The commitments made as part of this Budget mark the single biggest multi-year investment in Victoria’s healthcare system in its history, giving hospitals funding certainty as they continue to recover from the impacts and increased costs of the pandemic.

The State Government is funding $117 million to operate expanded facilities at health services – including $44 million for expanded facilities at the Latrobe Regional Hospital, which will have capacity for 44 inpatient beds, 14 medical and surgical beds, a new emergency department resuscitation bay and a medical imaging pathology unit.

It is also supporting bed-based services in Traralgon, with ten new beds to provide more support for young people experiencing mental health challenges, along with an investment of $6.9 million to deliver early intervention for Victorians with an eating disorder, including establishing an Eating Disorders Day Program in regional Victoria.

The Victorian Government has said that equality is not negotiable no matter where one lives, and that as such it is continuing its nation-leading support for the State’s LGBTIQA+ communities, with a gender-affirming clinic in Ballarat to make sure trans and gender diverse Victorians have the healthcare they deserve.

The Budget is also allocating $5.7 million for the Healthy Mothers, Healthy Babies initiative – available at nine locations across regional Victoria – ensuring Victorians have the best support possible during and after their pregnancy.

On top of the historic redevelopment of the Ballarat Base Hospital, we’re investing $5.4 million to establish a mental health, alcohol and other drugs emergency department hub.

The government is also looking to make sure Victorians at the end of their life get the care and comfort they deserve with $1.6 million to increase the number of people with cancer receiving early palliative care in regional communities.

The government has recently announced a major Statewide Action Plan delivering a health-led approach to reducing drug harms across the state – and this will include grants available to community-led health services in Victorian regions.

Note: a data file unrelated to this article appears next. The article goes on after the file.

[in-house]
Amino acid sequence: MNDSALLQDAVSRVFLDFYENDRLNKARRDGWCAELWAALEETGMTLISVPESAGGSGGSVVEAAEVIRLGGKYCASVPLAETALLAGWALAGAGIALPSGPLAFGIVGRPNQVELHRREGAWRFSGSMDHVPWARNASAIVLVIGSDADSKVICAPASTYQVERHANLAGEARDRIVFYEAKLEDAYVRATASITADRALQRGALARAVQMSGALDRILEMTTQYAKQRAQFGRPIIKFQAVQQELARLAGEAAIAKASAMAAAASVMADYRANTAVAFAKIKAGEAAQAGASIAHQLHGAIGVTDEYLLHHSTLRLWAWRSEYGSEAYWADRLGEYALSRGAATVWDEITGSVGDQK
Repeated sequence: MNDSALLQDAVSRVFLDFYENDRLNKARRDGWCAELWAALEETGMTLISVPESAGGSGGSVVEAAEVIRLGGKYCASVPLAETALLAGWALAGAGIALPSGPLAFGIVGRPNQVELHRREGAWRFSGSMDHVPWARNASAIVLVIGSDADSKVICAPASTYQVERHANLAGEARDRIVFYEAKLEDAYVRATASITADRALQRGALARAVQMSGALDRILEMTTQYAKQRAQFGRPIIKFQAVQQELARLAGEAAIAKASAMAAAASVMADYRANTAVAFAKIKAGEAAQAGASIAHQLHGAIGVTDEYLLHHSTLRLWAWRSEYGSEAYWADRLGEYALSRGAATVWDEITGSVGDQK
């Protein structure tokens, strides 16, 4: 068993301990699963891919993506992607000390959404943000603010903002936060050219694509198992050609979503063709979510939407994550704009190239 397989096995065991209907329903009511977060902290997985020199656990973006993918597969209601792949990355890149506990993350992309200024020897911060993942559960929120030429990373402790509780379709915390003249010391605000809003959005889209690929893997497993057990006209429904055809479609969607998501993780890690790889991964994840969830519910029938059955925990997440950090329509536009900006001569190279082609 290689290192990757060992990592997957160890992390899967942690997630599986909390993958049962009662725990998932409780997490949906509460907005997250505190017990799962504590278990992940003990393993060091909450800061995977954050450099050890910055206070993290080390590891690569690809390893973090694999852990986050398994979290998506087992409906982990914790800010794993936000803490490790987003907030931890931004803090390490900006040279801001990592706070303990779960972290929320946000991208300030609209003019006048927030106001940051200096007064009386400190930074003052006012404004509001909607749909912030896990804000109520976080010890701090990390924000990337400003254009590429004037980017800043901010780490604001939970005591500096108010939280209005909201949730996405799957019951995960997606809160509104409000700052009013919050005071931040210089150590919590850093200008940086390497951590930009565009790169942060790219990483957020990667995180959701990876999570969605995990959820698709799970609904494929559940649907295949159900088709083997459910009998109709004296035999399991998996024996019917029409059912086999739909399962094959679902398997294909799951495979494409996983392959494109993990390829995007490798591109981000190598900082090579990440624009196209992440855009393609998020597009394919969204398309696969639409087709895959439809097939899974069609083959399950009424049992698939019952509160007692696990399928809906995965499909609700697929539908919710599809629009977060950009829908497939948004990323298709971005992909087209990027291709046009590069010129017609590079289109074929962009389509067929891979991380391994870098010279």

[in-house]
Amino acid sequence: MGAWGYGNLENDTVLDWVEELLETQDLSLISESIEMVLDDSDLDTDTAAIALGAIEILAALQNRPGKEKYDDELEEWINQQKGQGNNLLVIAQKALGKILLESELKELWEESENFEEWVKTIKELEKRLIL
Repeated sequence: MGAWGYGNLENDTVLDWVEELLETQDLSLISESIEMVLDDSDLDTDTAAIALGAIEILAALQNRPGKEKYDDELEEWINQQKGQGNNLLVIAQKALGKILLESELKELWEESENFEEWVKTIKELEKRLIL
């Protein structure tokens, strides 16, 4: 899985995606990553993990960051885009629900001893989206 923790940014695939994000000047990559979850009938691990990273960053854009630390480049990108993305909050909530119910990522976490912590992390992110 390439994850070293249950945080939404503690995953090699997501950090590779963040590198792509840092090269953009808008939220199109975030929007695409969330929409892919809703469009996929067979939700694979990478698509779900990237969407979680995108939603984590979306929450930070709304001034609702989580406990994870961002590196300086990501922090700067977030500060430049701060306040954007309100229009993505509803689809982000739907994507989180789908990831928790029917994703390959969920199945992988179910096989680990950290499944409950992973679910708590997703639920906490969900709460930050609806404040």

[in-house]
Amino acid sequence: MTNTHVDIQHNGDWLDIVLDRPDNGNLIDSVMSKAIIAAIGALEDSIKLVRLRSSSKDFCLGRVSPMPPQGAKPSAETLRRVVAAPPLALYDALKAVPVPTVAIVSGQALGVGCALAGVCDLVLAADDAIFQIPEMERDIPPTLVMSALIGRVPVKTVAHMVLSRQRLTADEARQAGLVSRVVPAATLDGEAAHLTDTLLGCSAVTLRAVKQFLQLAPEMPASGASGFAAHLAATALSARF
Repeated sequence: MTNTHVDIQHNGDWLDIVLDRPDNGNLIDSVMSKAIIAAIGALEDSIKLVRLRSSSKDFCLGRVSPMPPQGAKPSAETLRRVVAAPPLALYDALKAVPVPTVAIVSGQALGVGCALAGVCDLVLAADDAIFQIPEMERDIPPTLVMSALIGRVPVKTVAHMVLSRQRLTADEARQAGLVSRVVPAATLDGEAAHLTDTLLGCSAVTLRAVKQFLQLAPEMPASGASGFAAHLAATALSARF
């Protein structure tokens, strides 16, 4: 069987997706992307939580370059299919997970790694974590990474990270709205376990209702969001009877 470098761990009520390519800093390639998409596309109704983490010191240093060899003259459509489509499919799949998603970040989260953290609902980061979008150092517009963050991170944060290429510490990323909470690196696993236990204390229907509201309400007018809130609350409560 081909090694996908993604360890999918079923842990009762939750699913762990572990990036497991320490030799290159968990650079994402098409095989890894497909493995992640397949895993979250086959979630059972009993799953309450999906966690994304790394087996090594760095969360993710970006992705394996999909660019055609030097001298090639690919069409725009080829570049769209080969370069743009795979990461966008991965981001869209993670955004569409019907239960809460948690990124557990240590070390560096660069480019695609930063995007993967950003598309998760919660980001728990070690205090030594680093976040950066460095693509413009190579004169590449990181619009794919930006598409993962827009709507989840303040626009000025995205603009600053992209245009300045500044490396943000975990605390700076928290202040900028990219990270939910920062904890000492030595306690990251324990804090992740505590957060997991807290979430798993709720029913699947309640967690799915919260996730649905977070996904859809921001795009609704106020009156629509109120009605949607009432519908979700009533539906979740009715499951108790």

This Budget is also set to deliver a once-off $400 School Saving Bonus to help cover the cost of uniforms, excursions, sports and the extras that make school fun. Available to every government school student, and those at non‑government schools – this payment is intended to give regional families one less thing to worry about. 

The Victorian Government is also tripling the Glasses for Kids program – reaching an extra 74,000 young Victorians across the state – providing free vision screening and prescription glasses for kids who need them. Additionally it is delivering more Get Active Kids vouchers, providing up to $200 to help families cover the costs of kids’ sport.

On top of immediate cost-of-living support, the government is continuing to build schools across regional Victoria, with four brand-new primary schools in some of Victoria’s fastest-growing areas: Greater Geelong, Wodonga and Mitchell Shire.

The State Government has said that a great education starts with great facilities – which is why it has delivered $40 million to upgrade and modernise seven schools, including schools in Traralgon, Beechworth, Swan Hill and Cobden. 

The Budget is also delivering $14 million for Tech Schools, to help reach more regional students with Science, Technology, Engineering and Mathematics (STEM) camps and delivery of Tech School programs through remote and flexible learning.

To make sure that distance isn’t a barrier to students studying the things they want – the Budget is allocating $6 million to expand curriculum access for rural and regional students, and $11.1 million for locally-driven projects across regional Victoria, supporting students to engage in education with local knowledge and expertise. 

This includes supporting One Red Tree to train psychologists to work in schools in Ararat, the Farm My School program on the Bellarine Peninsula that will teach kids about growing healthy food, and on the Great South Coast of Victoria the Budget is backing Beyond the Bell to support kids with challenges outside of the classroom. 

The State Government is continuing to invest in healthcare in Victorian schools – ensuring students have access to doctors, nurses, speech pathologists and social workers at school – and backing community-based education projects with $8.4 million. 

Victorian Premier, Jacinta Allan, said that this is her first Budget as Premier and that she is proud to say it’s a Budget that’s all about helping regional families.

“Many regional families are doing it tough right now. With this Budget we’re helping ease that pressure and give families one less thing to worry about,” Premier Allan said. 

“We’ll always deliver for regional Victoria. This Budget continues our record of investing in regional Victoria and delivering more schools and better healthcare for families, closer to home.”

Image: anek.soowannaphoom/